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The U.S. economy, as measured by real GDP, has expanded at an estimated 2.0 to 2.4% annualized pace through the first half of the year. While business sentiment was downbeat and business investment (inventory, equipment) was slow to start the year, there are indications this is turning the corner. Consumer spending– which drives 65% of GDP - has been resilient throughout. If consumer spending moderates as we expect in the second half, growth could slow to low levels by early next year. We project real GDP to expand at a 2% pace in the second half of 2023 and 0.5% for the first half of 2024.
Monetary policy has been restrictive for several months now, and we think the hiking cycle is nearing the end. The Fed has raised rates a sharp 525bp since March 2022 to a 5.25-5.5% target range, marking one of the steepest hiking cycles in four decades. We expect the Fed to be on hold through the middle of next year, provided inflation continues on its downward glide path. Quantitative tightening, or the Fed’s process to shrink its balance sheet, is ongoing at a pace of approximately $100 billion per month, effectively removing that amount of liquidity from the markets and economy.
Inflation is moving in the right direction–lower–but has proven to be more persistent than expected through the first half of the year. Over the past few months, falling energy prices have helped to reduce headline inflation, while core inflation metrics–which exclude volatile energy and food prices–have seen less progress especially in services categories. Core goods inflation has dropped from 12% to 0.8% over the past year, while core services inflation has only slowed to 6.1% in July from its peak of 7.3% in February. We expect gradual improvement in inflation over the coming months, though a return to the Fed’s targeted 2% level could take until late 2024.
Labor markets remain tight, with a low 3.5% unemployment rate; however, some mixed signals are beginning to emerge. While open jobs and payroll gains remain above long-term averages in recent months, declining labor force productivity metrics, reduced temp employment and a lower quit rate than a year ago suggest a better balance between supply and demand for labor. Additionally, mounting pressure on corporate profit margins could cause employers to slow hiring or reduce headcount in the months ahead. We expect the unemployment rate to drift higher to the upper 3% area by year end and low 4% area in 2024.
For the U.S. consumer, the tailwind of accumulated excess savings from the pandemic days continues to be drawn down, and we expect that support will be effectively finished by year end. While spending through the first half of the year has been resilient overall, growth is moderating, and there is an ongoing mix shift towards services like travel, dining out and live entertainment. The restart of student loan payments this fall may add a slight headwind. Importantly, household balance sheets appear to still be on solid footing, with most borrowings (mortgages) locked in at low fixed rates. Delinquency metrics for credit card debt and auto loans have normalized, but don’t look particularly weak compared to prior cycles.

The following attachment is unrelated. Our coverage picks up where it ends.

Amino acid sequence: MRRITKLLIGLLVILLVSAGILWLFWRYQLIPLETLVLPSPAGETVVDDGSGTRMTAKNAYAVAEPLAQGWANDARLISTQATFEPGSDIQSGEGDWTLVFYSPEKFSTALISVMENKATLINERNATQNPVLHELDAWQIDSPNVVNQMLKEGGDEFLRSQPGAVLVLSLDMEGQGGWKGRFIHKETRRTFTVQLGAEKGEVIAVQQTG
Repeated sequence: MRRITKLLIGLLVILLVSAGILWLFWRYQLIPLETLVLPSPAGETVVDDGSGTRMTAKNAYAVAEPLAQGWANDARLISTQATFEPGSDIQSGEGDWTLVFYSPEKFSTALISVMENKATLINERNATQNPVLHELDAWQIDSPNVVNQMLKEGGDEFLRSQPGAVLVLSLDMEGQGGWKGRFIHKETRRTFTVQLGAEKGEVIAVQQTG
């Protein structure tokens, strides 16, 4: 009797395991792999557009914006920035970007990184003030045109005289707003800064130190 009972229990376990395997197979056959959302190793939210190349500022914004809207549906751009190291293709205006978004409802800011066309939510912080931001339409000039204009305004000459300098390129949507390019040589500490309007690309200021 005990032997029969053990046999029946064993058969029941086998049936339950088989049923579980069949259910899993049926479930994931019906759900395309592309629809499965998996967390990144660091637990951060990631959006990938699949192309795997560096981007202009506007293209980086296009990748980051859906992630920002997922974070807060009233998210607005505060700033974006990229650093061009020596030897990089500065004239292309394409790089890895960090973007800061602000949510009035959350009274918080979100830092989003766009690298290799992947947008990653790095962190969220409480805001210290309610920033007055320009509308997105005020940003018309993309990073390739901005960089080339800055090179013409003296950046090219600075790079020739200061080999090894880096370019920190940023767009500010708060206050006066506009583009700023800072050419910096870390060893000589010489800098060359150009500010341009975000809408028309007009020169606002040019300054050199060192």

Supply chain pressures have dissipated, with lower shipping costs, greater container ship capacity and shorter delivery times. Availability of some commodity inputs, semiconductor chips and components have not fully recovered to pre-pandemic levels but are sequentially improving.
Housing appears to be finding its footing in recent months after a 30-40% drop in activity through the second half of 2022. With 30-year fixed mortgage rates holding in the 6.5-7.25% band since last November, housing starts, existing home sales and home builder sentiment have begun to stabilize. Median home values remain elevated and within 5% of all-time highs supported by historically low vacancy rates.
While a debt ceiling crisis was averted in June, capped government spending in certain nondefense discretionary areas could cause a slight drag on economic growth in 2024 and 2025. The Congressional Budget Office projects the amount of reduced federal spending as part of the debt ceiling agreement could reduce GDP by approximately 0.2% in 2024 and 2025. For reference, the 2011 debt ceiling episode resulted in spending reductions equivalent to 0.7% of GDP in the year following its resolution. Rating agency Fitch lowered its rating for the U.S. to AA+ from AAA, reflecting higher government borrowing levels and recurring fiscal budget and debt ceiling episodes.
Volatility stemming from the regional banking disruption has largely diminished, but uncertainties remain elevated around the sector’s lending growth outlook. Through the first half, small and regional banks reduced lending growth forecasts for 2023 to mid-single digits on average from high-single digits. This could prove optimistic, given expected pressure on sector profit margins from the interest rate environment and regulatory overhang.
Challenges in the $4.5 trillion commercial real estate sector could intensify over the coming quarters as leases come up for renewal and a significant portion of debt matures. Capital markets activity has dropped sharply for CRE, reflecting concerns around fundamentals and valuations of underlying properties, especially urban office and retail.
|Real GDP – QoQ annualized||2.0%||2.4%||2.5%||1.5%|
|Headline CPI - YoY
|Core CPI - YoY
Source: Bureau of Economic Analysis, Bureau of Labor Statistics, J.P. Morgan Research Estimates.
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